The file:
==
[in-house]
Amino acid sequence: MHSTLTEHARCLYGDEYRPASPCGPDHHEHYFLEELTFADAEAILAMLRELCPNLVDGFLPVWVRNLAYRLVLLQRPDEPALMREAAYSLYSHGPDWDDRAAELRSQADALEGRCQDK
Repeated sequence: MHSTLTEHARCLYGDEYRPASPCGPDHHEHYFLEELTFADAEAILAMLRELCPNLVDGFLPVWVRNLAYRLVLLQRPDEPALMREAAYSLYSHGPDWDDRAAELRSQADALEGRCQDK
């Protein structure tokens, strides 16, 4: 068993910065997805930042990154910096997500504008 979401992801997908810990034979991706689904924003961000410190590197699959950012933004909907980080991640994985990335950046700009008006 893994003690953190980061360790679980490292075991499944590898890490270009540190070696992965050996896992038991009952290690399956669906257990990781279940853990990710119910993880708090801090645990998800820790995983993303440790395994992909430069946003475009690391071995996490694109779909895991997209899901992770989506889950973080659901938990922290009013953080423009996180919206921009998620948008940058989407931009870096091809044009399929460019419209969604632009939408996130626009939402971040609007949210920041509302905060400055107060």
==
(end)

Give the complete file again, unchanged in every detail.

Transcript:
[in-house]
Amino acid sequence: MHSTLTEHARCLYGDEYRPASPCGPDHHEHYFLEELTFADAEAILAMLRELCPNLVDGFLPVWVRNLAYRLVLLQRPDEPALMREAAYSLYSHGPDWDDRAAELRSQADALEGRCQDK
Repeated sequence: MHSTLTEHARCLYGDEYRPASPCGPDHHEHYFLEELTFADAEAILAMLRELCPNLVDGFLPVWVRNLAYRLVLLQRPDEPALMREAAYSLYSHGPDWDDRAAELRSQADALEGRCQDK
């Protein structure tokens, strides 16, 4: 068993910065997805930042990154910096997500504008 979401992801997908810990034979991706689904924003961000410190590197699959950012933004909907980080991640994985990335950046700009008006 893994003690953190980061360790679980490292075991499944590898890490270009540190070696992965050996896992038991009952290690399956669906257990990781279940853990990710119910993880708090801090645990998800820790995983993303440790395994992909430069946003475009690391071995996490694109779909895991997209899901992770989506889950973080659901938990922290009013953080423009996180919206921009998620948008940058989407931009870096091809044009399929460019419209969604632009939408996130626009939402971040609007949210920041509302905060400055107060």